From DT Online
Models of the Solar System have been made since the times of Ancient Greece and Rome and by the early 18th century clockmakers used Gears to make models which could show the Orbits of Planets around the Sun. One such clockwork model was presented to Charles Boyle, 4th Earl of Orrery and this how they became known as Orreries.
Features and Applications
Orreries can show the positions of the Planets and their movements around the Sun but it is difficult to represent the Solar System to scale because of the great size of the Sun and Planets and the massive distances between them (measured in Astronomical Units or AUs) – especially if both the Inner Planets and Outer Planets are to be included.
Smaller, table-top size models overcome this by using different Scales for the diameters of the Planets and the distances they are from the Sun to create a model which a least indicates their size relative to each other. But even in this case the Sun is not scaled because it is so big - try the Exploratorium Calculator!
Larger Planetarium models attempt to provide a more realistic sense of scale and distance by projecting on to a dome or ceiling – usually this is limited to the Inner Planets. Scale models of the full Solar System can be set out in parks, on cycle routes or along public footpaths. One such model can be found in York where it is spread out along 10.2 km (6.4 miles) of the old East Coast main railway line. Details of the York Solar System model includes a map of where the Planets are located on the cycle route and how they where made, together with information relating to a smaller walking route within the York University Campus.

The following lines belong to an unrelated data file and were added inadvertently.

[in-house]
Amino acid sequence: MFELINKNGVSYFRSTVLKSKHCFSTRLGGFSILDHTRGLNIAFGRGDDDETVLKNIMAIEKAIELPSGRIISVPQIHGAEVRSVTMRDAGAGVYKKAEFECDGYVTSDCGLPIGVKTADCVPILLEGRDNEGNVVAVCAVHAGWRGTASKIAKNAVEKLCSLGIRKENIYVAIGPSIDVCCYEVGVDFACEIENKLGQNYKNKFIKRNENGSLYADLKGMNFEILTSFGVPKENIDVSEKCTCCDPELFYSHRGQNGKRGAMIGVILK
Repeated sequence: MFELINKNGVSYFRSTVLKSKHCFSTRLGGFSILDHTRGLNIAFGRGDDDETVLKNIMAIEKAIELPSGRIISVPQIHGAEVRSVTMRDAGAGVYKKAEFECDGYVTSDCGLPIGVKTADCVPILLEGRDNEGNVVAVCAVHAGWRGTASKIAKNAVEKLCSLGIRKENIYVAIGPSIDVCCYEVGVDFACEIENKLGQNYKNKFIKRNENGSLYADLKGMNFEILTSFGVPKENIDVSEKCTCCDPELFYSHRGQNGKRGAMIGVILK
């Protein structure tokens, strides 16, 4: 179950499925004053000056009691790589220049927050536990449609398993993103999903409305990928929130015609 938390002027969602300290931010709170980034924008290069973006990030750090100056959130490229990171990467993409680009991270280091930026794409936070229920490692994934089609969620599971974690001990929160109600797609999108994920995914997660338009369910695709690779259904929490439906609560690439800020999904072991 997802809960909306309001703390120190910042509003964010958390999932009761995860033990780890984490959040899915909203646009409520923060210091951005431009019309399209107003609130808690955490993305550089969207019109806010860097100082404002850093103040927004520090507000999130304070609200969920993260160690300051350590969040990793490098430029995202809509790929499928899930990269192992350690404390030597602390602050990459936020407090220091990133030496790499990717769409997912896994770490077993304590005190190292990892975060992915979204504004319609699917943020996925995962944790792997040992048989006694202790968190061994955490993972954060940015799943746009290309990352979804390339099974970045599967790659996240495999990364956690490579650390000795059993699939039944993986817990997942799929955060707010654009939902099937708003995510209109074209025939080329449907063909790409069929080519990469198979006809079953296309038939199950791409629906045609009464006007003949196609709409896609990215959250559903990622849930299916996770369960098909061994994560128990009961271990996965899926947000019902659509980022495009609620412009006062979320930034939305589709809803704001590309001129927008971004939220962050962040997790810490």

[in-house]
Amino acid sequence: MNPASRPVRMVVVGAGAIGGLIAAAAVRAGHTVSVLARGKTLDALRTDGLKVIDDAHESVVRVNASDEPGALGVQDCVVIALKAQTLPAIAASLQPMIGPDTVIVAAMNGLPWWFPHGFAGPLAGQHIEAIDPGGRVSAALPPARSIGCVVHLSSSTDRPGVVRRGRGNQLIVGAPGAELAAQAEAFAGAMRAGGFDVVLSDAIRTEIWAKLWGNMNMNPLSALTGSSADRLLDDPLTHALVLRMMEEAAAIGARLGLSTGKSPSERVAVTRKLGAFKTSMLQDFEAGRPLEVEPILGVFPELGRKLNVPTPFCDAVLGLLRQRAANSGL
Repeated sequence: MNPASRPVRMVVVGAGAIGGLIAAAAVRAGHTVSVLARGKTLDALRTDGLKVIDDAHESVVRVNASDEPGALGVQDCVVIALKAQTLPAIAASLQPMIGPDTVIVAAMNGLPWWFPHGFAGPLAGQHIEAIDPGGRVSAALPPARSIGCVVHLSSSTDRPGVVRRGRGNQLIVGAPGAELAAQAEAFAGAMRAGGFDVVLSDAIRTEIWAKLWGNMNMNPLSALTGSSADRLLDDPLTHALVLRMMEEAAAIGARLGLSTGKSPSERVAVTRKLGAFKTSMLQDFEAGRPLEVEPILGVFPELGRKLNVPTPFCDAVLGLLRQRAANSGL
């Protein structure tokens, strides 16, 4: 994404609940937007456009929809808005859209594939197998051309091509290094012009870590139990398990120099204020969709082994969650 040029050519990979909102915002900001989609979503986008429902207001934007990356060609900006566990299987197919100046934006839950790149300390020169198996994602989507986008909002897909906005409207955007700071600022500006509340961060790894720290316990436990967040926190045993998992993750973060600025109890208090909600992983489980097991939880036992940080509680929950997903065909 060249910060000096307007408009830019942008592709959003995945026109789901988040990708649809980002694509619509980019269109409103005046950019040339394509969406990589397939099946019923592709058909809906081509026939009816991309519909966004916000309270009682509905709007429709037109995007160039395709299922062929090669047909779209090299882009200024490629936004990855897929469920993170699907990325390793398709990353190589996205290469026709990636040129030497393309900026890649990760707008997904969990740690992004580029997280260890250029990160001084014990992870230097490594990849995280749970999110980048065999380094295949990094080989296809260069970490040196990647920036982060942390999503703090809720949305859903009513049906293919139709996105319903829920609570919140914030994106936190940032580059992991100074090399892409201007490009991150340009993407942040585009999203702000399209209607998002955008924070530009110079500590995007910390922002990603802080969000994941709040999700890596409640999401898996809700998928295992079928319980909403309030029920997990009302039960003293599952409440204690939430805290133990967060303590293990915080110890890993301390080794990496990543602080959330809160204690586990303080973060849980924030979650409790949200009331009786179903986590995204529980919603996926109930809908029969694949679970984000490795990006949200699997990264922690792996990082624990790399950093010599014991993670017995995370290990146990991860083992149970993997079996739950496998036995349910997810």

Activity: The order of the Planets starting from the Sun is: Mercury, Venus, Earth, Mars, Jupiter, Saturn, Uranus, Neptune (and once included Pluto which is now reclassified as a Dwarf Planet). The sequence can be remembered using a Mnemonic one example of which is a phrase in which the starting letter of each word is used to name the Planet such as: Many Vicars Eat Mushy Jam Sandwiches Under Netball Posts. Others exist but can you think of a new one of your own which does not include Pluto?
Making Model Orreries
Working models of different complexities can be made from a range of different materials or construction kits such as Lego and Meccano as shown below. See also the NASA website Table-top Models for more ideas.
|A good simple design for a working Orrery by Paul Newham at the Ivydale Science & Technology Service||Building Instructions and further details of this Lego Orrery model are available on the JK Brickworks website.||This is a Meccano three planet orrery made by Meccano Kinematics. All components are available from MeccanoMan - (Note: the video shows the orbits in reverse!).
A much simpler design is featured in the Meccano Manual of June 1918 as Model No. 391.
|The planetarium 3d model was created by Joe S with Blender 2.81. The gear 3d models were created with OpenSCAD 2019.05 and the Gears Library for OpenSCAD. The gear ratios were calculated with the Compound Gear Train Calculator and the orbit periods were taken from NASA.|
|Solar System Model||Orrery Kit||Solar System Mobile||Planetarium Model||Lego type Orrery|